Eligible depository institutions are those eligible for primary credit—so those determined by the Reserve Bank to be in generally sound financial condition. These depository institutions also must have borrowing agreements and collateral in place. Reserve Banks have the flexibility to exclude particular institutions on a case-by-case basis in the event that the Reserve Bank has supervisory concerns that it feels are not adequately reflected in the eligibility criteria for primary credit. There is no prepayment, but each Reserve Bank has the discretion to terminate a loan as part of its risk-management procedures—that is, if it feels insecure. A minimum bid rate is established to set a floor for the auction stop-out rates. We are recommending that the overnight index swap rate—a measure of the expected average overnight fed funds rate over the coming month—be the minimum acceptable rate. This rate is made available on Bloomberg. The total amount auctioned is set in the context of the complete framework for managing reserve supply. The Chairman is responsible for setting the auction amount, upon recommendation of the SOMA Manager.

    A number of you had asked that we include an opportunity for noncompetitive bids to be submitted. While for the purposes of the first two auctions we wish to restrict bidding to competitive bidders, we hope to be able to accept noncompetitive tenders in subsequent auctions. Noncompetitive tenders would have a separate bidding window that preceded the window for competitive bidding. The amount could be up to $1 million. Bidders who submitted noncompetitive tenders would not be eligible to submit competitive tenders. Noncompetitive bids would be awarded at the stop-out rate for competitive bidding (that is, at the single price determined in the auction). Noncompetitive bids would be add-ons to the announced auction amount, to keep the other calculations straightforward for competitive bidders. The amount is not expected to be significant enough to be problematic for reserve management.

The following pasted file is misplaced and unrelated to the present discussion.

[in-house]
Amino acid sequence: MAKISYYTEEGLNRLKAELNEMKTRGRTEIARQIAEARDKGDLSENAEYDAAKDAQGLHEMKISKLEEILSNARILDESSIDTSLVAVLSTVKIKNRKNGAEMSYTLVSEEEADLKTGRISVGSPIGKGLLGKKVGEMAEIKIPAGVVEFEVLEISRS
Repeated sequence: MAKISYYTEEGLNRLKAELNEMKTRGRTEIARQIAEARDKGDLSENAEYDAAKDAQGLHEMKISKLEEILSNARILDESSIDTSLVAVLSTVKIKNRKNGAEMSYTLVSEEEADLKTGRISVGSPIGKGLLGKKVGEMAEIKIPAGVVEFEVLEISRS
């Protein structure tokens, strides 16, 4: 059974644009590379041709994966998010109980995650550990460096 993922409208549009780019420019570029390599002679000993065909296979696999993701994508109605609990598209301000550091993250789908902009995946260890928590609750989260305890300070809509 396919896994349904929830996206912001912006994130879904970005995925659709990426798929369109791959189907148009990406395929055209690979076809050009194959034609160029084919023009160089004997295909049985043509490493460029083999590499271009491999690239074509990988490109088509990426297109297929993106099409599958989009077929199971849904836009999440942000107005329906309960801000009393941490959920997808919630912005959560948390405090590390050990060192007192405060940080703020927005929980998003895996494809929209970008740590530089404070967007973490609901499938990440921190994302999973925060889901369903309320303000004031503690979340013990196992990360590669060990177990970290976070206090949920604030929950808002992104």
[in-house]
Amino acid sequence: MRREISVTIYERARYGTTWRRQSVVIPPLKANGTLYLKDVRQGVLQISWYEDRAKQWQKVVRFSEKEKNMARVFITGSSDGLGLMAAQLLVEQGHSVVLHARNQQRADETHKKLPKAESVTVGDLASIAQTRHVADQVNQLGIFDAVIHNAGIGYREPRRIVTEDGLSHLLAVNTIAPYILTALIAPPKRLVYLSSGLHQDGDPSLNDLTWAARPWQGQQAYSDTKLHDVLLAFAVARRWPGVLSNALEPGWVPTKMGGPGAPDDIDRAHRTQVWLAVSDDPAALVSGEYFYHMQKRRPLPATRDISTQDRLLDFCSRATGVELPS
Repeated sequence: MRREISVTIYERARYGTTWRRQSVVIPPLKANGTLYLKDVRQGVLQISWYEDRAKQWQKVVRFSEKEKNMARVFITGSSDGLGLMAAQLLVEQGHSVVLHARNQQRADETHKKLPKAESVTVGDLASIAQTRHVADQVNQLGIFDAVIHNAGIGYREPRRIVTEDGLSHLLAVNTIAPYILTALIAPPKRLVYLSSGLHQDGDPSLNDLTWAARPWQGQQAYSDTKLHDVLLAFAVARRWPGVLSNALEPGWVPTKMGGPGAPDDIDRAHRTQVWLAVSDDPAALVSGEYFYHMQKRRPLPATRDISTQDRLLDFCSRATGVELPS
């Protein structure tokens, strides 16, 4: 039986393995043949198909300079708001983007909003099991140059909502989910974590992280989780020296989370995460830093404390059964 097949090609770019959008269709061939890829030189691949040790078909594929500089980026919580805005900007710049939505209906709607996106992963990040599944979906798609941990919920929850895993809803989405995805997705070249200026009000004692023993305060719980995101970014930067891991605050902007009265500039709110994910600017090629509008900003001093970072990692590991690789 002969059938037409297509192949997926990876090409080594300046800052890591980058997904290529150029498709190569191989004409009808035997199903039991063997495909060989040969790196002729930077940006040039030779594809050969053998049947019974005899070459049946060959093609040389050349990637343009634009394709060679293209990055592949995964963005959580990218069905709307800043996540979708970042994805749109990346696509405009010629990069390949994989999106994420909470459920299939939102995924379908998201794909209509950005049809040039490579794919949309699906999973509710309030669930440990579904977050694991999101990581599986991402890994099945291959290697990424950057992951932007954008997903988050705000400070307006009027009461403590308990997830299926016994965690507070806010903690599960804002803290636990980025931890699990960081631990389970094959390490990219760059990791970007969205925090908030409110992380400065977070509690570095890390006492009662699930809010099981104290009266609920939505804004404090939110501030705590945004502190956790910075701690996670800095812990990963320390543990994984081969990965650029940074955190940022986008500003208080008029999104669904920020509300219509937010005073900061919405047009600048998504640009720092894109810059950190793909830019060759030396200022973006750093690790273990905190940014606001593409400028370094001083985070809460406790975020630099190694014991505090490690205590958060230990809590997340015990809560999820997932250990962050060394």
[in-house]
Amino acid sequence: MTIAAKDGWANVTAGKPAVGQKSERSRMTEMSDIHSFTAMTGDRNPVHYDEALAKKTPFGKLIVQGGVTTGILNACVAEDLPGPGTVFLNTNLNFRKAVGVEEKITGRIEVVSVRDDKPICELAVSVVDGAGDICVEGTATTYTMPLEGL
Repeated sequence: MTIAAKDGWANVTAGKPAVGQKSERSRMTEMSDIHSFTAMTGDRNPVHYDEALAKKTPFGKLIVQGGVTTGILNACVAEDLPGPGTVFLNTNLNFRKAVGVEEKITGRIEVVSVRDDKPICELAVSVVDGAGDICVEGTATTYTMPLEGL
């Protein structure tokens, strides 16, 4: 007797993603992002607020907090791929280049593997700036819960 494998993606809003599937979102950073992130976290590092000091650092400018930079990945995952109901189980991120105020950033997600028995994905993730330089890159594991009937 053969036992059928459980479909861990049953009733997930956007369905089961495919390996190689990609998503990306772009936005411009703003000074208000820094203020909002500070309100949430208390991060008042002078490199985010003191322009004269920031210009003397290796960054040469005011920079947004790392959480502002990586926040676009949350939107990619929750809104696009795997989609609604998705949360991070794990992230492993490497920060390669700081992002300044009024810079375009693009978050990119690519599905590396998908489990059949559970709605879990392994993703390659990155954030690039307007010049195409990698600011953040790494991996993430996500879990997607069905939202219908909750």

Foreign branches of a single corporate entity would be treated as a single bidder. The bids of each branch would be submitted to the local Reserve Bank in accordance with the single-bidder guidelines, with the understanding that bids by multiple branches of the same FBO (foreign banking organization) would be aggregated by the auction agent and then again constrained to meet single-bidder guidelines. Thus only two rates may be submitted across the branches, and the amounts cannot exceed the 10 percent threshold. If the bids must be reduced to comply, they will be reduced proportionally across the relevant bidders. Similarly, the awards will flow back to the branches (through the local Reserve Banks) in proportion to the application of the auction results to the submitted bids.